This is Part 2 of a two-part series on ESPN’s "30 for 30" feature, The U: Part 2.

Produced in 2009 by ESPN for its "30 for 30" series, "The U" was a look at all that was boiled eggs and gravy about the rise of the University of Miami's football program in the 1980s. But the saga didn’t end there.

The U: Part 2 which airs tonight at 9pm ET on ESPN, elaborates on the original film directed by Miami alum Billy Corben and picks up with the program trying to recover from the devastation left by media hounding, NCAA sanctions and scandals that had some calling for the school to chuck the program.

The Hurricanes bounced back like a rubber band to win another national championship with swagger in 2001, only to face new controversies when a booster used a Ponzi scheme to win favor with the program.

 

Throughout the 1980s, Miami, Fla., was at the center of a racial and cultural shift that shook the country. Three dangerous fronts collided in Miami. The explosion of public violence from the Cocaine Wars, the influx of thousands of criminal Cuban refugees during the Mariel Boatlift and deadly race riots following the acquittal of Miami-Dade police officers who beat a black insurance salesman to death.

Riots, tension and the rising Colombian drug trade made Miami a contradictory hotbed for the wickedest pitfalls and The American Dream. The University of Miami’s football team served as a microcosm for this evolution.

The image of the predominantly white university was forever changed when HC Howard Schnellenberger scoured some of the roughest ghettos in Florida to recruit mostly black players for his team.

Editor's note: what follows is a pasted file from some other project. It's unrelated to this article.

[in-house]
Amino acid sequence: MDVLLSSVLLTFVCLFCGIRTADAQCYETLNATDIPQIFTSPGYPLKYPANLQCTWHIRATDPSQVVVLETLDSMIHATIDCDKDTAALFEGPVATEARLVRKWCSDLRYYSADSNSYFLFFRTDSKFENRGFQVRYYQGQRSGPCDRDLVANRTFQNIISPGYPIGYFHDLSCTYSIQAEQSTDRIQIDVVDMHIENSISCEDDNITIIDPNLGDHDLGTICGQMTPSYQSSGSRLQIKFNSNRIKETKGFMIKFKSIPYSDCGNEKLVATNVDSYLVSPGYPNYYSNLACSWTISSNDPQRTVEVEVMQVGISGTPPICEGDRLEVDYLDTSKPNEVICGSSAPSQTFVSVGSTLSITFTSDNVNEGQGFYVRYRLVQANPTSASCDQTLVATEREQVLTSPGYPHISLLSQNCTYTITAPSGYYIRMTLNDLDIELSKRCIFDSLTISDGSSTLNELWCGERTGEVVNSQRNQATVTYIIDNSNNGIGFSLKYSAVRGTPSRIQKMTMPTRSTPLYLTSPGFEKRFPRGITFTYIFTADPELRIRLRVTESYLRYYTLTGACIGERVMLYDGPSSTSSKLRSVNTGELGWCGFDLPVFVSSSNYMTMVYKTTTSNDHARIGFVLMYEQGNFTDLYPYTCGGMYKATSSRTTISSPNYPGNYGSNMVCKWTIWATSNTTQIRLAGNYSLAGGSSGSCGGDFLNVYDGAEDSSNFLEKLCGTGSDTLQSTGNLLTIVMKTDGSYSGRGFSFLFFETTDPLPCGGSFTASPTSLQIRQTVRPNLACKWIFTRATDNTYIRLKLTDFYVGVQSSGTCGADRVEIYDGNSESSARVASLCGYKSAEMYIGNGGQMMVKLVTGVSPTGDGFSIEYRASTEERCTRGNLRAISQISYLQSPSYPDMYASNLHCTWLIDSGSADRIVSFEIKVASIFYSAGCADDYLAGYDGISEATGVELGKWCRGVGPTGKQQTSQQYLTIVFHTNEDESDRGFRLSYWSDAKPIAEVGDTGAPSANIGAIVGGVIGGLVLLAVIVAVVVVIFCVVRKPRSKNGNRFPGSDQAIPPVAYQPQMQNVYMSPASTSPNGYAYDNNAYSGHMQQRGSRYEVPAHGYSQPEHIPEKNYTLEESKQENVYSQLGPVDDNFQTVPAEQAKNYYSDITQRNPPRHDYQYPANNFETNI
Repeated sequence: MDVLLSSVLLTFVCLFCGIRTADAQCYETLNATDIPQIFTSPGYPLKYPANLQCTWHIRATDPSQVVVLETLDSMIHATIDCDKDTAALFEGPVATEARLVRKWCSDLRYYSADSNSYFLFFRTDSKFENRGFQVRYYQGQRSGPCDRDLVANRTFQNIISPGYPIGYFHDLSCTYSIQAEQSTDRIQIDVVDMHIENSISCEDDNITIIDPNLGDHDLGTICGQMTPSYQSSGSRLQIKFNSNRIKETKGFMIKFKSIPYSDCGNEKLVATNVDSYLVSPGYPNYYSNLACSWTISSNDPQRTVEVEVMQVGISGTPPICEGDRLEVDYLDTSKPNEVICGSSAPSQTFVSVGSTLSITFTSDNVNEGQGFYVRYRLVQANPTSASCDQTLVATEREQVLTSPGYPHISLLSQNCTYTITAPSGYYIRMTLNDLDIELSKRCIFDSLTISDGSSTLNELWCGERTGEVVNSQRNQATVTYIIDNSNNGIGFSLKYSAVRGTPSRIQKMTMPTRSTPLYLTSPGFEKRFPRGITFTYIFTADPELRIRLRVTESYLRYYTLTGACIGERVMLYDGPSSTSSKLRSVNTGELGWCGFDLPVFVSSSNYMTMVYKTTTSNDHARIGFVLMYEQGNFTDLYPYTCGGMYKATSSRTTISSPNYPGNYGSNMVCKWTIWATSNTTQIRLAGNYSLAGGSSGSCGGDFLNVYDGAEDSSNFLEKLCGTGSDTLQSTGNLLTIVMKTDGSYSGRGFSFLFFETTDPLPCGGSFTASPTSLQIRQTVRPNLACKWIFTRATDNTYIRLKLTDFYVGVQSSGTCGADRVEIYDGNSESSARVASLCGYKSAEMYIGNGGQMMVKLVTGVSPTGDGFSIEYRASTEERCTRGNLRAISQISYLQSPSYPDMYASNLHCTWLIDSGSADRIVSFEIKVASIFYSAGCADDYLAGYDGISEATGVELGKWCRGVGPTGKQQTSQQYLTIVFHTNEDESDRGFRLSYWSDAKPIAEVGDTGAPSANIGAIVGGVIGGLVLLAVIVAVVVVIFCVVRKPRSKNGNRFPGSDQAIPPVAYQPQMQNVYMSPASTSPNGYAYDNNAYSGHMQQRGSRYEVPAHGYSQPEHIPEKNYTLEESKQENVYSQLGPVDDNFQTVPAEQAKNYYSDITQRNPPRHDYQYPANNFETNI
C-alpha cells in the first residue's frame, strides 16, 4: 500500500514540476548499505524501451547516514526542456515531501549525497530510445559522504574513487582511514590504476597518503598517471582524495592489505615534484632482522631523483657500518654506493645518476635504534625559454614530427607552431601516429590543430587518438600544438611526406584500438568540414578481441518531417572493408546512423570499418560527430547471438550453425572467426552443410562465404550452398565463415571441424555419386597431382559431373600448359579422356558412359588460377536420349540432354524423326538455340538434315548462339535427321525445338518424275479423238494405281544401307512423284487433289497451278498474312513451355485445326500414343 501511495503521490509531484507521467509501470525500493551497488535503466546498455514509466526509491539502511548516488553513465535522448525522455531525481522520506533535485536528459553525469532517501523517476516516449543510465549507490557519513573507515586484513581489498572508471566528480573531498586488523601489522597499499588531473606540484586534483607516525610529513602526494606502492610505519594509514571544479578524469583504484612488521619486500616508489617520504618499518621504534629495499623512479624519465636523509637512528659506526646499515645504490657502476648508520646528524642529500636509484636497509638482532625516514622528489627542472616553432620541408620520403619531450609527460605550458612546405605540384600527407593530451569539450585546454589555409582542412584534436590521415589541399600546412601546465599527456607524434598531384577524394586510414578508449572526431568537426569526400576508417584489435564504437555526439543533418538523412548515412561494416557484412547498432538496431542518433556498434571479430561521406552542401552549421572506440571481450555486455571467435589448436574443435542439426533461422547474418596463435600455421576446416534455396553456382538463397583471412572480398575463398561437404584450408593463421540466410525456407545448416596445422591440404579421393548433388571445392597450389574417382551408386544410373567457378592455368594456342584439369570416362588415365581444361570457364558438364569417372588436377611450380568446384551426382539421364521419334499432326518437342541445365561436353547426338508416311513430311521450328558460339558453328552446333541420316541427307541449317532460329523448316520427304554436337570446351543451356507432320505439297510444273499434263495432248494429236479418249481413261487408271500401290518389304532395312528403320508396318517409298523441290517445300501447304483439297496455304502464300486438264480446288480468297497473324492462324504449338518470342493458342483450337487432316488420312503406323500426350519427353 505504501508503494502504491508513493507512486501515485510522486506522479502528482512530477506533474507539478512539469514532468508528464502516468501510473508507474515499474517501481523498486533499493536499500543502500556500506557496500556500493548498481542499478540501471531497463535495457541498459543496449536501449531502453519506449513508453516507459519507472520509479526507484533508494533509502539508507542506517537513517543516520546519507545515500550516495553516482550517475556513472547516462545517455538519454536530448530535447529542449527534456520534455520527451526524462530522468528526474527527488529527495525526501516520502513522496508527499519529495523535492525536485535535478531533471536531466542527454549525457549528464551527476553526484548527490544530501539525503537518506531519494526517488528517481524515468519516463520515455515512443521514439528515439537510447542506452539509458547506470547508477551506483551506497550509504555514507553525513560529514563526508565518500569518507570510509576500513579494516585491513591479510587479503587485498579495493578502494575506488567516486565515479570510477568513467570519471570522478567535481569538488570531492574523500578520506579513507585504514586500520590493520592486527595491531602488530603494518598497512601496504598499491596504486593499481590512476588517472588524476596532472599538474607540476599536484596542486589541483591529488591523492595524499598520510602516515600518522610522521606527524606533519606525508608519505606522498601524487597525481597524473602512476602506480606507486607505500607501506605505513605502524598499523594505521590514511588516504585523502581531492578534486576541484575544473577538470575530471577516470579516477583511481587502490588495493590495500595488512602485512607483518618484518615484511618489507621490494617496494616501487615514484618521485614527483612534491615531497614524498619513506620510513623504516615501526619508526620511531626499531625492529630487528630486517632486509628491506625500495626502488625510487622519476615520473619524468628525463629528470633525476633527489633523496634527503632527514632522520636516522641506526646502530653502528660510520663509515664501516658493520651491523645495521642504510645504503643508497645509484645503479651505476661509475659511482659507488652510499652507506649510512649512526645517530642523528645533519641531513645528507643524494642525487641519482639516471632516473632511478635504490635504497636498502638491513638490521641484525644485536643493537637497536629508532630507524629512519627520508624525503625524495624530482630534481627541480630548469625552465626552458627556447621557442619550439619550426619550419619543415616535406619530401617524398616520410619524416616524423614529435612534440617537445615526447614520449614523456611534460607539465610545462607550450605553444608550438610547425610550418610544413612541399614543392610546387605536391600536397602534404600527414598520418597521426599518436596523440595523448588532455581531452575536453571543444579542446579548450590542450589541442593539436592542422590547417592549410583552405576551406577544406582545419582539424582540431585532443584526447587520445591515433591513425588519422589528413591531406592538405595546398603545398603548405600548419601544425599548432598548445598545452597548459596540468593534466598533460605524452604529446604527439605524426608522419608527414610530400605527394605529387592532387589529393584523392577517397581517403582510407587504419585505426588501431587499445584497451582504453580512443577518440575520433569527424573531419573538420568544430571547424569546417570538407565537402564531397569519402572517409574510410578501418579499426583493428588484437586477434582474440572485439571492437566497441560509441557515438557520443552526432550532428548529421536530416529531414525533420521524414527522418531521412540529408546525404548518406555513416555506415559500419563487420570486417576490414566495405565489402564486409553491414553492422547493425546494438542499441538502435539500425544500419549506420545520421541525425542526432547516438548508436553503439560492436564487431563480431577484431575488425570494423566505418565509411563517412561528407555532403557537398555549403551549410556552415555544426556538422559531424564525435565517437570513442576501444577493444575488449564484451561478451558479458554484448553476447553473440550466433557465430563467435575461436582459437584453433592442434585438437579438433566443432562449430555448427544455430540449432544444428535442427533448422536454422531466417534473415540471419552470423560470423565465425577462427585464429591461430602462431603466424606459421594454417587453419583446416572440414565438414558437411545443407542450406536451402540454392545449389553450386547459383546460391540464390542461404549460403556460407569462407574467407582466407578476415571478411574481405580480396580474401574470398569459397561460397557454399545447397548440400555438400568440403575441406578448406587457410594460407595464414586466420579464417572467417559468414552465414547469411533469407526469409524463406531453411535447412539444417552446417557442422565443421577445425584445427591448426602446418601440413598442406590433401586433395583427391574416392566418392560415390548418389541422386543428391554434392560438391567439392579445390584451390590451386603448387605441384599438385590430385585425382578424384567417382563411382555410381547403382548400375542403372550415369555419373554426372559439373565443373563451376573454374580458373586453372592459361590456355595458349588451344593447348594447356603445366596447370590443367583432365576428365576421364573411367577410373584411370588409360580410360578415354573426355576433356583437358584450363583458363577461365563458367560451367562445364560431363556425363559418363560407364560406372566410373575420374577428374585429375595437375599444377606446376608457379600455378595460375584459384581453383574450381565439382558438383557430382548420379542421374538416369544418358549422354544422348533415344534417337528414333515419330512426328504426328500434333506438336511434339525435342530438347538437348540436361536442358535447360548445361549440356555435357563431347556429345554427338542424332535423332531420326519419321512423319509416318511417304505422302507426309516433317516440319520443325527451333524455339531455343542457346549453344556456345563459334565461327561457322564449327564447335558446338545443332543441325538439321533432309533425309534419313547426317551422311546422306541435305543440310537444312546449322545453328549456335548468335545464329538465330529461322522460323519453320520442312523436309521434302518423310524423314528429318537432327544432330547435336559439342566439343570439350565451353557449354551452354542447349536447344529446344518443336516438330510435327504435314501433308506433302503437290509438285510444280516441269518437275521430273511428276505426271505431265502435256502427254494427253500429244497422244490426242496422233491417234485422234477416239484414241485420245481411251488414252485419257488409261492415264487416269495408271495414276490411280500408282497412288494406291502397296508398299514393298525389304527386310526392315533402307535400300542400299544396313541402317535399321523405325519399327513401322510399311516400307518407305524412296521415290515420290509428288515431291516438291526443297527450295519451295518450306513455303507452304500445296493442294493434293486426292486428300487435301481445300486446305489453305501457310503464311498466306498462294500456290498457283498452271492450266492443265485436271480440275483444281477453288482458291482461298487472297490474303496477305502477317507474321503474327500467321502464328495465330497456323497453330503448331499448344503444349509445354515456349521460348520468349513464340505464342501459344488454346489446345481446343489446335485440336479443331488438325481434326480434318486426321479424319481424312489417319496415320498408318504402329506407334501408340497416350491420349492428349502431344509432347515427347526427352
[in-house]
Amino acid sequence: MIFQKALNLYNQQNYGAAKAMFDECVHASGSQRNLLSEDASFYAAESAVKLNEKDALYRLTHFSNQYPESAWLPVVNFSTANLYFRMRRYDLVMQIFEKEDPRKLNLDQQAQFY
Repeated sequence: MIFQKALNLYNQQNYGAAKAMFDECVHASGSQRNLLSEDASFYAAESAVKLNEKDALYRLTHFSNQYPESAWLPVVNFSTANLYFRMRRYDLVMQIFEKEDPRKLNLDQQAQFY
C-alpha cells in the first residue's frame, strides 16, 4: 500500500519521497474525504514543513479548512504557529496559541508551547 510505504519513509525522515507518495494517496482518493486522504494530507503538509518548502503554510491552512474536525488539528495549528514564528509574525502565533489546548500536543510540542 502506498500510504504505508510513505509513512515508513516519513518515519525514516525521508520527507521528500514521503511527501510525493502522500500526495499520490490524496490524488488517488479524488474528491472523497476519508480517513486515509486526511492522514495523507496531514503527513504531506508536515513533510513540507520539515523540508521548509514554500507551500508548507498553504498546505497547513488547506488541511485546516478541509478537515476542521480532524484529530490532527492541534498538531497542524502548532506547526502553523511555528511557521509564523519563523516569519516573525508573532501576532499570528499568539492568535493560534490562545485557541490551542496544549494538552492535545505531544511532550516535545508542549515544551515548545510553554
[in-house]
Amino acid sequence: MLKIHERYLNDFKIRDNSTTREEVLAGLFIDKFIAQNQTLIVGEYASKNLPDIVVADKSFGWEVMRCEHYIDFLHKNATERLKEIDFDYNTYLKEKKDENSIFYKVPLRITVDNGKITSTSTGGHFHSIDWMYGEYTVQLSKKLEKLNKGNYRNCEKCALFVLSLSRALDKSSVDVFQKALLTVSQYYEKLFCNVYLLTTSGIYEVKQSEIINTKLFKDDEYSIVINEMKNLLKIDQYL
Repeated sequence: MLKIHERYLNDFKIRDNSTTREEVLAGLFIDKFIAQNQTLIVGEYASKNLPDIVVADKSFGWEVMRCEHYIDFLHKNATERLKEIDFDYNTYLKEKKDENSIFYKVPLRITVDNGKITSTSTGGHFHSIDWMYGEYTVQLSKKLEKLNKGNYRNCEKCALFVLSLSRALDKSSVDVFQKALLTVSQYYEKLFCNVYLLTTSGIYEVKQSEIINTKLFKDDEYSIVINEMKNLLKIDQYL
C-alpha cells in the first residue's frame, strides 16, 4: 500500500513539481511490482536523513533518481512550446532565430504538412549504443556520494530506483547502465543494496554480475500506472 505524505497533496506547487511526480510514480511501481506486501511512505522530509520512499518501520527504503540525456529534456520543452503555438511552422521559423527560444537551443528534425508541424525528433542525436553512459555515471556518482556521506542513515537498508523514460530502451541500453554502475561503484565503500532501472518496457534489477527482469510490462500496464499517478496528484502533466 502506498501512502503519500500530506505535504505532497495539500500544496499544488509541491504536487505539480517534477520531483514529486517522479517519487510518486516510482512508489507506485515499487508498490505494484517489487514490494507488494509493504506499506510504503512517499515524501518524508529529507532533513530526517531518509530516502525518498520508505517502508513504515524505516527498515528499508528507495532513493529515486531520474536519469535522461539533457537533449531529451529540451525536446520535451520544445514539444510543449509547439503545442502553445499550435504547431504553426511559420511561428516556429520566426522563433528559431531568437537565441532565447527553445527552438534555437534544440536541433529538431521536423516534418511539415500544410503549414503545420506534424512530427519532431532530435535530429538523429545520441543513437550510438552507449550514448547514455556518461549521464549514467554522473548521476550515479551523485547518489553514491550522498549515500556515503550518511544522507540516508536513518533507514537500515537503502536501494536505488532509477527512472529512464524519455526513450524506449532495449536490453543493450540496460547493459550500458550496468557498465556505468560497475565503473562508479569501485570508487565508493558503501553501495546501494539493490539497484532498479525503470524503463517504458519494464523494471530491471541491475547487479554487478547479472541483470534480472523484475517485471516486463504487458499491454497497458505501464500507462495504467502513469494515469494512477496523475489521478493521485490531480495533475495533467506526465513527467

Schnellenberger was on some Nick Nolte in Blue Chips mission.

 

He didn’t care about academic standards, perceived cultural flaws, skin color or the opinion of “the establishment.” He knew where to find those athletes that could execute his vaunted offensive schemes to perfection. He was prepared to roll the dice on a dynasty by infiltrating Miami’s precious university with the lost sons of that city.

Guys who appreciated the opportunity to play college football on a grand stage in front of friends and family.

Young men who have lived on the flip side of the glitz and glamour of hotels, captivating night life and high rise office buildings that turned downtown Miami into a contractors dream and Metropolitan paradise. Schnellenberger plucked the salvageable soldiers of hope from the hoods of destitution and inevitable failure and put them right smack in the middle of a cultural and athletic revolution.

With a newly branded swagger, inspired and fueled by the quickly growing local Miami hip-hop culture, these Hurricanes took on mythical personalities and won four national titles between 1983 and 1991 (1983, 1987, 1989, 1991).

They were not the steeped-in-tradition, cookie cutter, choirboys of Notre Dame, but they were the “new” Miami’s hometown heroes and reflected the temperature of the city.

Miami was off the chain at that time. The popularity of Miami Bass—once a style of music indigenous to Floridians and Southerners—spread throughout hip-hop’s vast underground network and became the soundtrack which defined the “We Don’t Give a Fuck, Life Is a Party” attitude of the Miami football team.